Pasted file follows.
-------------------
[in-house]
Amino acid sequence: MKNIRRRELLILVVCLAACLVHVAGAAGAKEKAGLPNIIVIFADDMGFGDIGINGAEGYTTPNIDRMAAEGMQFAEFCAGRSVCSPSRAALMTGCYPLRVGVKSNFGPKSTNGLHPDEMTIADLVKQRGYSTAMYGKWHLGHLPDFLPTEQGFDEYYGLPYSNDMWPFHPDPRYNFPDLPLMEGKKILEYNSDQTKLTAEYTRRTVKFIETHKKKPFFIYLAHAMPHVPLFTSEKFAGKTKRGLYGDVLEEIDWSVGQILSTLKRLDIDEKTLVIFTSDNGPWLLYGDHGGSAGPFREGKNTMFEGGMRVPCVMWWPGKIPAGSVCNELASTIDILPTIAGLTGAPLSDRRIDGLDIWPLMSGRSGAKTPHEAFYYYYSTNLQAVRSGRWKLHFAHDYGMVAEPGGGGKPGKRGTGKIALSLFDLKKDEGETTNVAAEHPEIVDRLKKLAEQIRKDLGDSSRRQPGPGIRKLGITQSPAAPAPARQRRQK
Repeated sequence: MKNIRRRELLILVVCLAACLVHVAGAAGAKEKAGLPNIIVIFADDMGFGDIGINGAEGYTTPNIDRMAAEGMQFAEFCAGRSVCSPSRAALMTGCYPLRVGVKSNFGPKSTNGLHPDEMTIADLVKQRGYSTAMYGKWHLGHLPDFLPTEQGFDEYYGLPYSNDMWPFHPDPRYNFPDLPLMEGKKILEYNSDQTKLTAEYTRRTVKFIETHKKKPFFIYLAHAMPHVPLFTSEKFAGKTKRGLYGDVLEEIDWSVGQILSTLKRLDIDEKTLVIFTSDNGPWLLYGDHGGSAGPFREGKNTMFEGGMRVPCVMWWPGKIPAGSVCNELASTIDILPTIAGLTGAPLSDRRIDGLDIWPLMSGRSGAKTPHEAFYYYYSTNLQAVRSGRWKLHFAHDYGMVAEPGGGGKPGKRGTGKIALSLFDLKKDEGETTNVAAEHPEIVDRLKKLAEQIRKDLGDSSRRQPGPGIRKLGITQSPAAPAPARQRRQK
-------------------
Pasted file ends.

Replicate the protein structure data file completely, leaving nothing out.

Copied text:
[in-house]
Amino acid sequence: MKNIRRRELLILVVCLAACLVHVAGAAGAKEKAGLPNIIVIFADDMGFGDIGINGAEGYTTPNIDRMAAEGMQFAEFCAGRSVCSPSRAALMTGCYPLRVGVKSNFGPKSTNGLHPDEMTIADLVKQRGYSTAMYGKWHLGHLPDFLPTEQGFDEYYGLPYSNDMWPFHPDPRYNFPDLPLMEGKKILEYNSDQTKLTAEYTRRTVKFIETHKKKPFFIYLAHAMPHVPLFTSEKFAGKTKRGLYGDVLEEIDWSVGQILSTLKRLDIDEKTLVIFTSDNGPWLLYGDHGGSAGPFREGKNTMFEGGMRVPCVMWWPGKIPAGSVCNELASTIDILPTIAGLTGAPLSDRRIDGLDIWPLMSGRSGAKTPHEAFYYYYSTNLQAVRSGRWKLHFAHDYGMVAEPGGGGKPGKRGTGKIALSLFDLKKDEGETTNVAAEHPEIVDRLKKLAEQIRKDLGDSSRRQPGPGIRKLGITQSPAAPAPARQRRQK
Repeated sequence: MKNIRRRELLILVVCLAACLVHVAGAAGAKEKAGLPNIIVIFADDMGFGDIGINGAEGYTTPNIDRMAAEGMQFAEFCAGRSVCSPSRAALMTGCYPLRVGVKSNFGPKSTNGLHPDEMTIADLVKQRGYSTAMYGKWHLGHLPDFLPTEQGFDEYYGLPYSNDMWPFHPDPRYNFPDLPLMEGKKILEYNSDQTKLTAEYTRRTVKFIETHKKKPFFIYLAHAMPHVPLFTSEKFAGKTKRGLYGDVLEEIDWSVGQILSTLKRLDIDEKTLVIFTSDNGPWLLYGDHGGSAGPFREGKNTMFEGGMRVPCVMWWPGKIPAGSVCNELASTIDILPTIAGLTGAPLSDRRIDGLDIWPLMSGRSGAKTPHEAFYYYYSTNLQAVRSGRWKLHFAHDYGMVAEPGGGGKPGKRGTGKIALSLFDLKKDEGETTNVAAEHPEIVDRLKKLAEQIRKDLGDSSRRQPGPGIRKLGITQSPAAPAPARQRRQK